Litvinov, whose father Pavel was a Soviet dissident, said "big men" seized the crew at gunpoint after dropping onto the Greenpeace ship Arctic Sunrise from a helicopter, RIA Novosti reported Thursday.
Litvinov said he tried to run, but was pushed down and walked over by a soldier in combat boots.
The scene was like "something you see in a James Bond movie," he said.
After border guards searched the ship, the crew's inventory of liquor disappeared, he said.
"The next day, the guards stank of alcohol," he said.
The prison where he and 29 other activists were held for two months before they were released on bail "wasn't paradise, physically," he said. The food was terrible and showers were limited to 15 minutes a week.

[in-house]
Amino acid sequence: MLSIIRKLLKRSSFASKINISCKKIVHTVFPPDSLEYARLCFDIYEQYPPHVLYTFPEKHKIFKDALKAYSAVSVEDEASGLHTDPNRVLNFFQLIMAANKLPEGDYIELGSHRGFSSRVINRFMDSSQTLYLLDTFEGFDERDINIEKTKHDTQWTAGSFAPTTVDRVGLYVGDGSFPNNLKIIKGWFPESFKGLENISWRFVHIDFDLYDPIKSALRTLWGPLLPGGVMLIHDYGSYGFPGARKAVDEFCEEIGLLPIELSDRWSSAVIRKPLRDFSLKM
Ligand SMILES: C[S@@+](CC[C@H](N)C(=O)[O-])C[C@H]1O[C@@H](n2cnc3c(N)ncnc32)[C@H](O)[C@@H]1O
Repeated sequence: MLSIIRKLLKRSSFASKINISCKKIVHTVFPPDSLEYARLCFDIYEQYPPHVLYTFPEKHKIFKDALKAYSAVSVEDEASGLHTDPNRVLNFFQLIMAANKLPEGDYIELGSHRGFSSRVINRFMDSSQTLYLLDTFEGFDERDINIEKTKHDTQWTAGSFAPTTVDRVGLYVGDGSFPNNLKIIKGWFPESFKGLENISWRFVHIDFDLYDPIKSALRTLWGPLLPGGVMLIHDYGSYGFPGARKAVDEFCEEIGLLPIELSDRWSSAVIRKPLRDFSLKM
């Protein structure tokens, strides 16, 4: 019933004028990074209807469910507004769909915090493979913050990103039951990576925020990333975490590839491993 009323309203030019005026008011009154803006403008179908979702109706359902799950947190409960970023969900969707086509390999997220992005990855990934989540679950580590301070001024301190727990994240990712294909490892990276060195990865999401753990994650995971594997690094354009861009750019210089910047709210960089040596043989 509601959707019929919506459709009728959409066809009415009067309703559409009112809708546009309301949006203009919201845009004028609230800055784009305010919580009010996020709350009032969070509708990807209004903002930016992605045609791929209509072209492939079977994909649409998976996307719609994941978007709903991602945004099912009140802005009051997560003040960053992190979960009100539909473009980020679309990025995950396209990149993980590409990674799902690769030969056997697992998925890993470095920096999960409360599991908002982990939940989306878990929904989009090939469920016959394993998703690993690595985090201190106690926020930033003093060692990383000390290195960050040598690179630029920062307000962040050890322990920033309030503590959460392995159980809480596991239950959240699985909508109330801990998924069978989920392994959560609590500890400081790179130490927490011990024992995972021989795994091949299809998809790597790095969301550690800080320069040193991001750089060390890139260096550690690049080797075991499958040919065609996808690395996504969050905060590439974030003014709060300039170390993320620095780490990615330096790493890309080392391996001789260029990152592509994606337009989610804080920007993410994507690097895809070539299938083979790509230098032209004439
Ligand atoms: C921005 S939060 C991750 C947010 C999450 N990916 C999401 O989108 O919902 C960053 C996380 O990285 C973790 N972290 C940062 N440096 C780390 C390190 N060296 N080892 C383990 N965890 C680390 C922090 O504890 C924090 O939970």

While the activists worried about possible long prison terms over the hooliganism charges they face, Litvinov said "what really helped keep our sanity and morale was support from other prisoners."
He considered Russia's actions an overreaction to a non-violent protest.
A 2012 poll by the independent Levada Center found about 20 percent of Russians named the environment as a major concern. An October survey by the state-run VTsIOM found 42 percent of Russians thought Greenpeace was a stooge for foreign governments and spy agencies.